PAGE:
Carlos Costa, head of business development at the academy, said: “In recent weeks we have made our facilities available to chairman of the ATP Andrea Gaudenzi with the goal of possibly making the academy a centre for the coming together of players so that they can train in an environment that is ideal for first-class competition.
“While the priority is obviously for a resumption of play for the regular Tour, the ATP is evaluating all options, keeping in mind health & safety as the top priority.”
Costa added that the Rafa Nadal Sports Centre would have the capacity to host a “significant” number of players and coaches, who would be able to train and compete without leaving the academy. The complex also includes a fitness centre, a semi-Olympic swimming pool and a spa.
Two Circles: Sporting calendar halved in 2020
Projections from sports marketing agency Two Circles have found that only 53 per cent of the sports events originally scheduled for 2020 will be held this year.
Two Circles notes that 49,803 major sports events were originally scheduled for 2020 but the COVID-19 outbreak has led to the postponement of competitions across various sports. The most high-profile postponements have been the Tokyo Olympic Games and football’s UEFA European Championships.
Only 1,870 of the 5,584 events originally scheduled for March took place. As of today (April 20), Two Circles estimates that the global sports industry will generate $73.7bn (£59.1bn/€67.7bn) in 2020 – some $61.6bn less than the $135.3bn projected before the outbreak. The global sports industry generated $129bn in revenue in 2019.
Two Circles chief executive Gareth Balch said: “Sports properties are keen to return as soon as possible as the longer the sports calendar is on hiatus, the worse the financial impact will be. However, sport should – and will – only return when it is deemed safe to do so, and with the support of all relevant government and medical authorities. Even hosting sport without crowds poses a complex challenge.”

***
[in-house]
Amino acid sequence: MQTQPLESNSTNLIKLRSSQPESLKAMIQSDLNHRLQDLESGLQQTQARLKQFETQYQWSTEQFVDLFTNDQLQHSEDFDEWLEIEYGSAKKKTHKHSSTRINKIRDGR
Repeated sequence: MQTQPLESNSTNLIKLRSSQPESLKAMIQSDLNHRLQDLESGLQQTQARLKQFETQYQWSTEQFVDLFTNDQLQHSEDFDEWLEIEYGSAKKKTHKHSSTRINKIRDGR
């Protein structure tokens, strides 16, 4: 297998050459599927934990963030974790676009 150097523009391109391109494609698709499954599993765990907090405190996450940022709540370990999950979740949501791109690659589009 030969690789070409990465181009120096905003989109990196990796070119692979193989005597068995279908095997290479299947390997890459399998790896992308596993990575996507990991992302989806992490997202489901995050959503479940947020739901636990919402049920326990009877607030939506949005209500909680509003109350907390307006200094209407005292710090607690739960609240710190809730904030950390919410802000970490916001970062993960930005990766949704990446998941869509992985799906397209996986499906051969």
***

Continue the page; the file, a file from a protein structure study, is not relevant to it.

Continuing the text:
Two Circles’ modelling predicts that a staggered return of live sport in 2020 will result in a spike of 5,467 events in September.
Click here for Two Circles’ detailed look at how the number of sports events in 2020 has been impacted by COVID-19.
When sports do resume, many may be forced to stage more events in a condensed timeframe to ensure their seasons can finish and Stuart Pringle, managing director of Silverstone, has said that the Northamptonshire circuit would be open to hosting two consecutive Formula One grands prix if needed.
The British Grand Prix is currently scheduled to take place on July 19. The event has not been cancelled as yet and if it were to go ahead it is highly likely that no fans would be able to attend.
F1 was forced to cancel its season-opening Australian Grand Prix and has subsequently postponed events in Bahrain, Vietnam, China, Netherlands, Spain, Azerbaijan and Canada. The Monaco Grand Prix has also been cancelled altogether and it remains unclear when the season can start. F1 hopes to stage between 15 and 18 races in 2020.
“We have discussed all sorts of permutations including hosting two races over one weekend and two races over consecutive weekends,” Pringle said, according to The Guardian. “I have complete confidence in our ability to put on these events. We have a lot of experience, a lot of knowledge, we can turn that on definitely.”
Image: Brighton & Hove Albion